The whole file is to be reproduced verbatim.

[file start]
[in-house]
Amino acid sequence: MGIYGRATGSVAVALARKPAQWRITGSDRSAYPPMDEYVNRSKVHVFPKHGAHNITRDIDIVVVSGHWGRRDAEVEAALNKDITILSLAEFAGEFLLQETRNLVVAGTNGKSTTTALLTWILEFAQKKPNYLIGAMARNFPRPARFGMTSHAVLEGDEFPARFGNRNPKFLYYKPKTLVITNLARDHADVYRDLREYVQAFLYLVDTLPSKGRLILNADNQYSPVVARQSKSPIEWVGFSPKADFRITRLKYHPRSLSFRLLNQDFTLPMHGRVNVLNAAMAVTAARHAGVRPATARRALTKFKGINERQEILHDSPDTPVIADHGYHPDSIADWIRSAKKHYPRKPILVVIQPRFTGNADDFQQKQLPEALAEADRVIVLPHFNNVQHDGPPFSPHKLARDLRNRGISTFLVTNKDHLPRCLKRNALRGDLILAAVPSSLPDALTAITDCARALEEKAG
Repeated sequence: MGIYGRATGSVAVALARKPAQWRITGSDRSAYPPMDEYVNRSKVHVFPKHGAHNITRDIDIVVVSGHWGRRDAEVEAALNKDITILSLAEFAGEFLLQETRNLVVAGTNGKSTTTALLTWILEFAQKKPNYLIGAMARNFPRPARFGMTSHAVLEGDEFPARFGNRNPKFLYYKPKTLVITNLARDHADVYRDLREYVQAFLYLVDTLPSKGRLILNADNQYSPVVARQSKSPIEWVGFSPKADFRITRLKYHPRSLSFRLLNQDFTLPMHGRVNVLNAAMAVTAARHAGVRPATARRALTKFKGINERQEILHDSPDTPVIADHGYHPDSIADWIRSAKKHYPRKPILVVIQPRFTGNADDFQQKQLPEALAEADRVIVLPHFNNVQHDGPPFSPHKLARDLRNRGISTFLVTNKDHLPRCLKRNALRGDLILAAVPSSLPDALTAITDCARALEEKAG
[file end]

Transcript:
[in-house]
Amino acid sequence: MGIYGRATGSVAVALARKPAQWRITGSDRSAYPPMDEYVNRSKVHVFPKHGAHNITRDIDIVVVSGHWGRRDAEVEAALNKDITILSLAEFAGEFLLQETRNLVVAGTNGKSTTTALLTWILEFAQKKPNYLIGAMARNFPRPARFGMTSHAVLEGDEFPARFGNRNPKFLYYKPKTLVITNLARDHADVYRDLREYVQAFLYLVDTLPSKGRLILNADNQYSPVVARQSKSPIEWVGFSPKADFRITRLKYHPRSLSFRLLNQDFTLPMHGRVNVLNAAMAVTAARHAGVRPATARRALTKFKGINERQEILHDSPDTPVIADHGYHPDSIADWIRSAKKHYPRKPILVVIQPRFTGNADDFQQKQLPEALAEADRVIVLPHFNNVQHDGPPFSPHKLARDLRNRGISTFLVTNKDHLPRCLKRNALRGDLILAAVPSSLPDALTAITDCARALEEKAG
Repeated sequence: MGIYGRATGSVAVALARKPAQWRITGSDRSAYPPMDEYVNRSKVHVFPKHGAHNITRDIDIVVVSGHWGRRDAEVEAALNKDITILSLAEFAGEFLLQETRNLVVAGTNGKSTTTALLTWILEFAQKKPNYLIGAMARNFPRPARFGMTSHAVLEGDEFPARFGNRNPKFLYYKPKTLVITNLARDHADVYRDLREYVQAFLYLVDTLPSKGRLILNADNQYSPVVARQSKSPIEWVGFSPKADFRITRLKYHPRSLSFRLLNQDFTLPMHGRVNVLNAAMAVTAARHAGVRPATARRALTKFKGINERQEILHDSPDTPVIADHGYHPDSIADWIRSAKKHYPRKPILVVIQPRFTGNADDFQQKQLPEALAEADRVIVLPHFNNVQHDGPPFSPHKLARDLRNRGISTFLVTNKDHLPRCLKRNALRGDLILAAVPSSLPDALTAITDCARALEEKAG